ALP: Alkaline Phosphatase; ALT: Alanine Transferase; APTT: Activated Partial Thromboplastin Time; ARDS: Acute Respiratory Distress Syndrome; AST: Aspartate Aminotransferase; BMI: Body Mass Index; BNP: B-Type Natriuretic Peptide; CI: Confidence Interval; CKD: Chronic Kidney Disease; COPD: Chronic Obstructive Pulmonary Disease; COVID: Coronavirus Disease; CRP: C-Reactive Protein; CVD: Cardiovascular Disease; DM: Diabetes Mellitus; FIO2: Fraction of Inspired Oxygen; Gamma-Gt: Gamma-Glutamyltransferase; HR: Hazard Ratio; HRCT: High Resolution Computed Tomography; ICU: Intensive Care Unit; Il-1β: Interleukin-1β; Il-6: Interleukin-6; Il-8: Interleukin-8; INR: International Normalized Ratio; IQR: Interquartile Range; I.V.: Intravenous; LDH: Lactate Dehydrogenase; LMWH: Low-Molecular-Weight Heparin; MOF: Multi-Organs Failure; N/L: Neutrophils/Leucocytes Ratio; PCR: Polymerase Chain Reaction; PCT: Procalcitonin; PMN: Polymorphonuclear Leukocytes; PT: Prothrombin Time; RR: Respiratory Rate; SARS-Cov-2: Severe Acute Respiratory Syndrome Coronavirus 2; SOFA: Sequential Organ Failure Assessment; SPO2: Peripheral Capillary Oxygen Saturation; SPO2/FIO2: Oxygen Saturation to Fraction of Inspired Oxygen Ratio; TNF-Α: Tumor Necrosis Factor-Α; VIF: Variance Inflation Factor; WHO: World Health Organization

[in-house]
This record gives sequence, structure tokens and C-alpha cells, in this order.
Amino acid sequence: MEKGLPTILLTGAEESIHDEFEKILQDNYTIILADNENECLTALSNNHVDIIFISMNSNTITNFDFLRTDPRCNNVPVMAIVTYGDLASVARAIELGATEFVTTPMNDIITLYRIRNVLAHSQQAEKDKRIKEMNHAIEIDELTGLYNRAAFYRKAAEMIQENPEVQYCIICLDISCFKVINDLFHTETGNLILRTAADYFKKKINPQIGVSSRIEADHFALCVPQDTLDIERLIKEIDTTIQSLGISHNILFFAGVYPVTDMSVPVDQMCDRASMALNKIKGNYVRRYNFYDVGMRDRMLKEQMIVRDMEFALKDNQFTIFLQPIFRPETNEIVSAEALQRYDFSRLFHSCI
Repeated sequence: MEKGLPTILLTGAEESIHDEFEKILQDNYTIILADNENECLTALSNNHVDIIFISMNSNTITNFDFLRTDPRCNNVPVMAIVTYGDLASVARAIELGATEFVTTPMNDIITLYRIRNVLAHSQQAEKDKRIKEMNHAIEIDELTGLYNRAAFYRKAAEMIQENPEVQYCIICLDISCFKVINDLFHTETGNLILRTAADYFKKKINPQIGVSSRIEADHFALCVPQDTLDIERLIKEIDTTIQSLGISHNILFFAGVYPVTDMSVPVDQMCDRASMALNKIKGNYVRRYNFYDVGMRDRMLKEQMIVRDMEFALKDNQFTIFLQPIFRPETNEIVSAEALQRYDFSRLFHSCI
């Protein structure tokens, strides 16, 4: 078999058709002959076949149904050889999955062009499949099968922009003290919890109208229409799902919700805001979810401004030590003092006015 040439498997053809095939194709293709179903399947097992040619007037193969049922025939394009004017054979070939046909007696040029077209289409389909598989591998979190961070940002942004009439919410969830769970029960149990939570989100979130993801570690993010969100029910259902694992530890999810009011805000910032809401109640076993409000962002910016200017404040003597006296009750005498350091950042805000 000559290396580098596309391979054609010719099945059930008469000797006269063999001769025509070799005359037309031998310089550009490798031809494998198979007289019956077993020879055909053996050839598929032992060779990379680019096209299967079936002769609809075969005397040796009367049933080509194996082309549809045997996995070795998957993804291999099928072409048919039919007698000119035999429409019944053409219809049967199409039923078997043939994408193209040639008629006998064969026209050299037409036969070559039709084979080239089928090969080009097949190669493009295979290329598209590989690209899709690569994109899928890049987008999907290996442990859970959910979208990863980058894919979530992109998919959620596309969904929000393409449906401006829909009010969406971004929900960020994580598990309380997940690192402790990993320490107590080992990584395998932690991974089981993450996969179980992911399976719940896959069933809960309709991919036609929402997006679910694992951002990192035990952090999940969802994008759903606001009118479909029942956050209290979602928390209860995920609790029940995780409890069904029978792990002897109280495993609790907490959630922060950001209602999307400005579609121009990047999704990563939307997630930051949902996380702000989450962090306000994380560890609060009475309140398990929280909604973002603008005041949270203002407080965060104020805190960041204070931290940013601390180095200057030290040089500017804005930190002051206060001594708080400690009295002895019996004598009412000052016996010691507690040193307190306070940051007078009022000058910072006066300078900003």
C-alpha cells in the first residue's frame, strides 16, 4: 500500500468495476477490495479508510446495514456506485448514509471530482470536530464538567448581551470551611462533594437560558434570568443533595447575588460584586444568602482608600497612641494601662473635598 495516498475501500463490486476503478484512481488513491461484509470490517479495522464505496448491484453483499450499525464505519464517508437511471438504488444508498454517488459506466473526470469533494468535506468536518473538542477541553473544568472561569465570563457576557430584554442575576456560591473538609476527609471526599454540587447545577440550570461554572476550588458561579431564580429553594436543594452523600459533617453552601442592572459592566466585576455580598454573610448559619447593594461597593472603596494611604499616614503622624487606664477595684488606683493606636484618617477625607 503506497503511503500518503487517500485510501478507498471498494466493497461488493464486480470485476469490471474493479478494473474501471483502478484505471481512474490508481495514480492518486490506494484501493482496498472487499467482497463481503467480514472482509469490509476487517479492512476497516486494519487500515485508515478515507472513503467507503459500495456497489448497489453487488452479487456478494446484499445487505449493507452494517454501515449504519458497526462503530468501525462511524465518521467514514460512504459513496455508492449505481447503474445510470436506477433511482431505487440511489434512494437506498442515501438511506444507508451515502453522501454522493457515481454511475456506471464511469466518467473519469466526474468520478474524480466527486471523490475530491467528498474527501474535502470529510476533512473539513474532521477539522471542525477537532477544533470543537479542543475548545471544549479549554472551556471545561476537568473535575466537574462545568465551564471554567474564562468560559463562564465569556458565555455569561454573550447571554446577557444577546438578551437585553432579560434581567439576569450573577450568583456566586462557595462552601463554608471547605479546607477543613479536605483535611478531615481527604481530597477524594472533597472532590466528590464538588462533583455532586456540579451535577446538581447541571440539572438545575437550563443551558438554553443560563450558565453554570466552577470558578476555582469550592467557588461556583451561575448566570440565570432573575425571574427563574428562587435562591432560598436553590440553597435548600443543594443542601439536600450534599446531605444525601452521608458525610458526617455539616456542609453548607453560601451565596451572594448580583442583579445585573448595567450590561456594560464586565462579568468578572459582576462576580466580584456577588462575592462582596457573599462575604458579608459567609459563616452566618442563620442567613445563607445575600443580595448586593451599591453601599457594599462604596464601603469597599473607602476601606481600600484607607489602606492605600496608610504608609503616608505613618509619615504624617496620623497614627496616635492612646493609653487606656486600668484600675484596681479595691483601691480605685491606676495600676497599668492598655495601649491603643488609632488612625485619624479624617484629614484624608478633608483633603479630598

In March 2020, the World Health Organization (WHO) declared the 2019 novel coronavirus disease (COVID-19), caused by the severe acute respiratory syndrome coronavirus 2 (SARS-CoV-2), a public health emergency of international concern [1-4]. The viral infection can lead to pneumonia, severe acute respiratory syndrome (ARDS), multi-organ failure (MOF), and even death in the most severe cases . The pathogenesis of COVID-19 disease is dominated by an acute pneumonic process characterized by diffuse alveolar damage, inflammatory infiltrates, and microvascular thrombosis, configuring an ARDS [6,7]. Consequent MOF would appear secondary to the massive host immune response and the inflammatory organ injury, with markedly and persistently elevated inflammatory markers such as procalcitonin (PCT), serum ferritin, erythrocyte sedimentation rate (ESR), C-reactive protein (CRP), fibrinogen, D-dimer, lactate dehydrogenase (LDH), and tumor necrosis factor-alpha (TNF-α), interleukins 1β, 6, and 8 (IL-1β, IL-6, IL-8) [1,8,9]. These latter are able to promote a procoagulant state by the activation of platelets, vascular endothelial cells, and the expression of tissue factor , associated with an increased risk of thromboembolic complications (e.g., micro-thrombosis, large vessel thrombosis) with a progressive elevation of D-dimer in function of the severity and extent of thrombosis [11-13]. Hence, several therapeutic interventions have been proposed to mitigate the inflammatory organ injury in viral COVID-19 disease and, consequently, to reduce the hypercoagulable state . Anticoagulant therapy for the management of patients with pneumonia from SARS-CoV-2 infection is widely discussed [10,14-17]; recent retrospective studies seem to show a positive effect on the prognosis [10,14,18-21]. Moreover, current trials also showed the improvement of clinical outcomes due to the administration of corticosteroids in critical patients [22-27]. However, in viral COVID-19 pneumonia patients, data on the associated and simultaneous treatment with corticosteroids plus anticoagulant are still under evaluation .